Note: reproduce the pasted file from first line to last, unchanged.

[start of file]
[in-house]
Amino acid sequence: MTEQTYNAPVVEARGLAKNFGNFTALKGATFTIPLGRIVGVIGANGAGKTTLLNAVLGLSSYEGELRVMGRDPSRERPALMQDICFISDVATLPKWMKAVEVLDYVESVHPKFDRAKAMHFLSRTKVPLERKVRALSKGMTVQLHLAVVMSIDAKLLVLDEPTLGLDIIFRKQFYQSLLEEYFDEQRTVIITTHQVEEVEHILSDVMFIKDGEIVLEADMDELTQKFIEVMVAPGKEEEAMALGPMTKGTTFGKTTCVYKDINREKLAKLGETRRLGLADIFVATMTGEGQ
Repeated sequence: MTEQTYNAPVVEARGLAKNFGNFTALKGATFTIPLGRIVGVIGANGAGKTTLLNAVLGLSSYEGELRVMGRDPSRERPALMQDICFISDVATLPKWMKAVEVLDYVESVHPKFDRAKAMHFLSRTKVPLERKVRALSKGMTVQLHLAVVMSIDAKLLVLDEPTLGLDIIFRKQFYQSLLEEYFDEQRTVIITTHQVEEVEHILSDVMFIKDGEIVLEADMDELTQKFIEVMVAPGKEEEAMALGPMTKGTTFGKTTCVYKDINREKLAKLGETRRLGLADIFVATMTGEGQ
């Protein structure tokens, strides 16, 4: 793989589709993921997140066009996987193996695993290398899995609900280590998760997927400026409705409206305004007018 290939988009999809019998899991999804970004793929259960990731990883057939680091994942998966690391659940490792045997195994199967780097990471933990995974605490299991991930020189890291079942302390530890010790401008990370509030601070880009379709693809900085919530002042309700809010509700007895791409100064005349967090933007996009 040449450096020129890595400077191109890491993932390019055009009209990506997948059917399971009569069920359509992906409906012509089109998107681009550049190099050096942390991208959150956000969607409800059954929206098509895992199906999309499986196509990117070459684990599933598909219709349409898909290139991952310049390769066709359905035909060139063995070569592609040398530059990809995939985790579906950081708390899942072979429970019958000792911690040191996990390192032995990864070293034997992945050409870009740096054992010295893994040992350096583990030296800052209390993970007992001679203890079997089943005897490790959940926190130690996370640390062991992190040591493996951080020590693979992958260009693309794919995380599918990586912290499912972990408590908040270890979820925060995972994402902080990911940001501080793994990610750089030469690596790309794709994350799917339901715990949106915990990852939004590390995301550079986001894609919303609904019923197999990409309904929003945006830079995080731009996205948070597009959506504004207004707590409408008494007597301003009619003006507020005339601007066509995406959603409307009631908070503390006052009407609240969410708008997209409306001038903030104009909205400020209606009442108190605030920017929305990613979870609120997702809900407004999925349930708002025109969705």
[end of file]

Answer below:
[in-house]
Amino acid sequence: MTEQTYNAPVVEARGLAKNFGNFTALKGATFTIPLGRIVGVIGANGAGKTTLLNAVLGLSSYEGELRVMGRDPSRERPALMQDICFISDVATLPKWMKAVEVLDYVESVHPKFDRAKAMHFLSRTKVPLERKVRALSKGMTVQLHLAVVMSIDAKLLVLDEPTLGLDIIFRKQFYQSLLEEYFDEQRTVIITTHQVEEVEHILSDVMFIKDGEIVLEADMDELTQKFIEVMVAPGKEEEAMALGPMTKGTTFGKTTCVYKDINREKLAKLGETRRLGLADIFVATMTGEGQ
Repeated sequence: MTEQTYNAPVVEARGLAKNFGNFTALKGATFTIPLGRIVGVIGANGAGKTTLLNAVLGLSSYEGELRVMGRDPSRERPALMQDICFISDVATLPKWMKAVEVLDYVESVHPKFDRAKAMHFLSRTKVPLERKVRALSKGMTVQLHLAVVMSIDAKLLVLDEPTLGLDIIFRKQFYQSLLEEYFDEQRTVIITTHQVEEVEHILSDVMFIKDGEIVLEADMDELTQKFIEVMVAPGKEEEAMALGPMTKGTTFGKTTCVYKDINREKLAKLGETRRLGLADIFVATMTGEGQ
């Protein structure tokens, strides 16, 4: 793989589709993921997140066009996987193996695993290398899995609900280590998760997927400026409705409206305004007018 290939988009999809019998899991999804970004793929259960990731990883057939680091994942998966690391659940490792045997195994199967780097990471933990995974605490299991991930020189890291079942302390530890010790401008990370509030601070880009379709693809900085919530002042309700809010509700007895791409100064005349967090933007996009 040449450096020129890595400077191109890491993932390019055009009209990506997948059917399971009569069920359509992906409906012509089109998107681009550049190099050096942390991208959150956000969607409800059954929206098509895992199906999309499986196509990117070459684990599933598909219709349409898909290139991952310049390769066709359905035909060139063995070569592609040398530059990809995939985790579906950081708390899942072979429970019958000792911690040191996990390192032995990864070293034997992945050409870009740096054992010295893994040992350096583990030296800052209390993970007992001679203890079997089943005897490790959940926190130690996370640390062991992190040591493996951080020590693979992958260009693309794919995380599918990586912290499912972990408590908040270890979820925060995972994402902080990911940001501080793994990610750089030469690596790309794709994350799917339901715990949106915990990852939004590390995301550079986001894609919303609904019923197999990409309904929003945006830079995080731009996205948070597009959506504004207004707590409408008494007597301003009619003006507020005339601007066509995406959603409307009631908070503390006052009407609240969410708008997209409306001038903030104009909205400020209606009442108190605030920017929305990613979870609120997702809900407004999925349930708002025109969705």